Tuesday, August 30, 2011


Vladimir Nabokov once said that the purpose of storytelling was “to portray ordinary objects as they will be reflected in the kindly mirrors of future times; to find in the objects around us the fragrant tenderness that only posterity will discern and appreciate in far-off times when every trifle of our plain everyday life will become exquisite and festive in its own right: the times when a man who might put on the most ordinary jacket of today will be dressed up for an elegant masquerade.”

I wonder what kind of impact that kind of storytelling would have on Haiti's current situation. Even more anathema, what would happen if key Haitian players, like THOSE deputies and senators, were treated with "fragrant tenderness"?

All Haitian politicians and public employees, including ministers and their directors and police officers, are assumed to be corrupt, on some extraordinary scale.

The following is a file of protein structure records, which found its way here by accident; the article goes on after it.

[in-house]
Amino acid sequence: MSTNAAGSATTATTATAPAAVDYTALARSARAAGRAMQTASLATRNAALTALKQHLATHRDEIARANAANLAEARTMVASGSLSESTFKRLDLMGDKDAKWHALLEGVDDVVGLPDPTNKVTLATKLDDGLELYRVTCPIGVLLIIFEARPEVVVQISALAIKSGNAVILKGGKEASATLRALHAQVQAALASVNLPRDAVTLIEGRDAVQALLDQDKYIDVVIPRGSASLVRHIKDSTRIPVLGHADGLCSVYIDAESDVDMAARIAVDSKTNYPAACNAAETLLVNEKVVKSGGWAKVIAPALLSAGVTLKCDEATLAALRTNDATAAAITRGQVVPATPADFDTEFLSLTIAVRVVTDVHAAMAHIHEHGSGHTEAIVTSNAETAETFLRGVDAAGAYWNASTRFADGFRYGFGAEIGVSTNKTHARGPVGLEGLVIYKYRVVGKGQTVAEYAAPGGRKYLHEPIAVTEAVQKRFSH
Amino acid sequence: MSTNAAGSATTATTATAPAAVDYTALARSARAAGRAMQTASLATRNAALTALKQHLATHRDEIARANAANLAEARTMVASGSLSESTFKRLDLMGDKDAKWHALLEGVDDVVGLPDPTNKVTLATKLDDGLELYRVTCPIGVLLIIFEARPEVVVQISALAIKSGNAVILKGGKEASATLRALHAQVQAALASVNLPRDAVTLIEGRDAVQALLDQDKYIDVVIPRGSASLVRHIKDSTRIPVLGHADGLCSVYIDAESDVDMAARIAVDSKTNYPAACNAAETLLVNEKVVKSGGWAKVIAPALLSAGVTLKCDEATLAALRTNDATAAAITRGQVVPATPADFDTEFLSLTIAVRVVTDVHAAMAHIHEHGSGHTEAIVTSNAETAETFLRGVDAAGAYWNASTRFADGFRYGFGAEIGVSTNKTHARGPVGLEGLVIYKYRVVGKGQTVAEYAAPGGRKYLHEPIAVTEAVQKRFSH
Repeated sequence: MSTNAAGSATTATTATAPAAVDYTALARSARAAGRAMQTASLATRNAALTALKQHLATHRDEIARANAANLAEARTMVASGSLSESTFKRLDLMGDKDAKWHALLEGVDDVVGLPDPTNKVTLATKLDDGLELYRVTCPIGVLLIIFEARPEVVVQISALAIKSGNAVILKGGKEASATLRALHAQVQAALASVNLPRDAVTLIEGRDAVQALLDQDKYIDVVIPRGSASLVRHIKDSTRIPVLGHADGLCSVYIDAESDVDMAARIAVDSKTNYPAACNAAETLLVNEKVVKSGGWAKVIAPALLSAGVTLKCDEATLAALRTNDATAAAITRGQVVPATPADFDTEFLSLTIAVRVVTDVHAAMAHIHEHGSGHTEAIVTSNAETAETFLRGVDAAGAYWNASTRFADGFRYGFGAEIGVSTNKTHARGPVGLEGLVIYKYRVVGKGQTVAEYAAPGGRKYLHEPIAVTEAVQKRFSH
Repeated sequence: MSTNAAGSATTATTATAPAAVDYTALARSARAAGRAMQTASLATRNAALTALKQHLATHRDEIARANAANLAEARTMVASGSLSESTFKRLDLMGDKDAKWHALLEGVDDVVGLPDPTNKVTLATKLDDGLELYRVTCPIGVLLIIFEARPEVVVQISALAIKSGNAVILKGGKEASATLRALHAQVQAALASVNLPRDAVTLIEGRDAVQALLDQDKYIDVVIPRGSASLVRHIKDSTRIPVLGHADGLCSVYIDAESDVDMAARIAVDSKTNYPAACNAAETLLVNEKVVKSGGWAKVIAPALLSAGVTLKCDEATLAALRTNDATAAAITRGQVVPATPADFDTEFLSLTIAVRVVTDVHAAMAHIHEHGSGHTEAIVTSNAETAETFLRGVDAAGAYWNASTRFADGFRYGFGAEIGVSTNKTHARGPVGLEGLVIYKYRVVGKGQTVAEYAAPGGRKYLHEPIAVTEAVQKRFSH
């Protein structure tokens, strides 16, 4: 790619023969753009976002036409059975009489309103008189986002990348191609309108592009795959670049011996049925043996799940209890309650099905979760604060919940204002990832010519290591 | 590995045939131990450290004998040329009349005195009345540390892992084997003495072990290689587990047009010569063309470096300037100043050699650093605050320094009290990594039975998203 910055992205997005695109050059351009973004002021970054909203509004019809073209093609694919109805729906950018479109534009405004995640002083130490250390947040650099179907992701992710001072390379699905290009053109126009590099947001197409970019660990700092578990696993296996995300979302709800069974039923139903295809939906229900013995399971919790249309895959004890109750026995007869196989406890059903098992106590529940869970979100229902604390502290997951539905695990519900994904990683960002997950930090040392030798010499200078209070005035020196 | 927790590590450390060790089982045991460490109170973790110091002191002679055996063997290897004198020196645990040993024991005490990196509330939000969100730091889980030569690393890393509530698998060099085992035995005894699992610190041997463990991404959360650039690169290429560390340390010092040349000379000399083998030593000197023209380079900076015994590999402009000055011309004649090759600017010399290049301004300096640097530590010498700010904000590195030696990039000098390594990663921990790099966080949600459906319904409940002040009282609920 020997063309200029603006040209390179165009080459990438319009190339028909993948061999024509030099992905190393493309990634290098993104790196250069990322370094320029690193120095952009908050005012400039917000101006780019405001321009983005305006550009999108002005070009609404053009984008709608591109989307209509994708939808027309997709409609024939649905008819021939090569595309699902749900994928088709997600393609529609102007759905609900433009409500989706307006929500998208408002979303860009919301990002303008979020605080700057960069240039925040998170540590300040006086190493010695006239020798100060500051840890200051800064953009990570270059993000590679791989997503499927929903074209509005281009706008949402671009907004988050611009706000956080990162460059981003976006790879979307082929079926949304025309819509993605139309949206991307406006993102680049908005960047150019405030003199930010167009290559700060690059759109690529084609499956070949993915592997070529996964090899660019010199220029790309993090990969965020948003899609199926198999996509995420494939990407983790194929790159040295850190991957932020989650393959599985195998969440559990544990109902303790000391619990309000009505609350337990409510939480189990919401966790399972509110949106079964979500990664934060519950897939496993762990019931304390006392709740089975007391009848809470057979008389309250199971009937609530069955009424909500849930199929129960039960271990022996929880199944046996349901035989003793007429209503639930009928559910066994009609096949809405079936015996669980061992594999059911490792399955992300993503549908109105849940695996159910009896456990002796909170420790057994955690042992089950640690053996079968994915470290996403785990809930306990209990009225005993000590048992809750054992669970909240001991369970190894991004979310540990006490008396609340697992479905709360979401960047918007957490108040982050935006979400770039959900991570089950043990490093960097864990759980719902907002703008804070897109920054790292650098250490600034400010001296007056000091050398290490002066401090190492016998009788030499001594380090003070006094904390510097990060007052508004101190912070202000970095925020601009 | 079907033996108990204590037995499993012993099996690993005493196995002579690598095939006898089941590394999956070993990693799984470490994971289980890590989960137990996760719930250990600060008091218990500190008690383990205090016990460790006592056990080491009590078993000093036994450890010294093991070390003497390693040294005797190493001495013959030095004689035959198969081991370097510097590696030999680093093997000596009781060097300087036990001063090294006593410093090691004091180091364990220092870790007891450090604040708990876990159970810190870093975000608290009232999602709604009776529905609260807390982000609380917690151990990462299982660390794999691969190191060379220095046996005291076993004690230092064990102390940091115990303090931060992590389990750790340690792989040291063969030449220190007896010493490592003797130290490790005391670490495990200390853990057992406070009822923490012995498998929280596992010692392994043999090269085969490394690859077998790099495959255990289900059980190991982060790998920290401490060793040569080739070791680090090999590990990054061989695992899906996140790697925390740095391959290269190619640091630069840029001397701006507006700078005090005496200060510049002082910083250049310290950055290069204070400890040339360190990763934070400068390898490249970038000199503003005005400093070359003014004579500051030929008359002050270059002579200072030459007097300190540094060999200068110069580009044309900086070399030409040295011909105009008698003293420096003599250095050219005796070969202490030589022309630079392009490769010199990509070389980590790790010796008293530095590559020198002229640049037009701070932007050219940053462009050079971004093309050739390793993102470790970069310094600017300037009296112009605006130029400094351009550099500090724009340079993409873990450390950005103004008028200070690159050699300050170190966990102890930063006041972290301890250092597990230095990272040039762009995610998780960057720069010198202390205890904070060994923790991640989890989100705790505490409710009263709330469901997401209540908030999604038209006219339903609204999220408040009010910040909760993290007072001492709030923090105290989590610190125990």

Instead, I suggest we assume that they are human beings: capable of greatness or at least of great goodness, but also more likely to follow the path of least resistance--quite understandable if not predictable: make it easier for them to "behave" than not, and they will.

Monday, August 22, 2011


Welcome to "Ayiti Tout Bon"! 

In Creole, "tout bon" means 'really.' A more literal meaning is 'all good': Haiti really. Haiti all good.

Both meanings are appropriate here, because this blog means to both demystify the public's perception of Haiti, and show some of what is fabulous about this country. This space is open to all thinkers of good faith who wish to dialogue about Haiti's solutions.

The idea is to publish one post every week, but you are welcome to react any time and as much as you like.

Let us reason together. And act reasonably.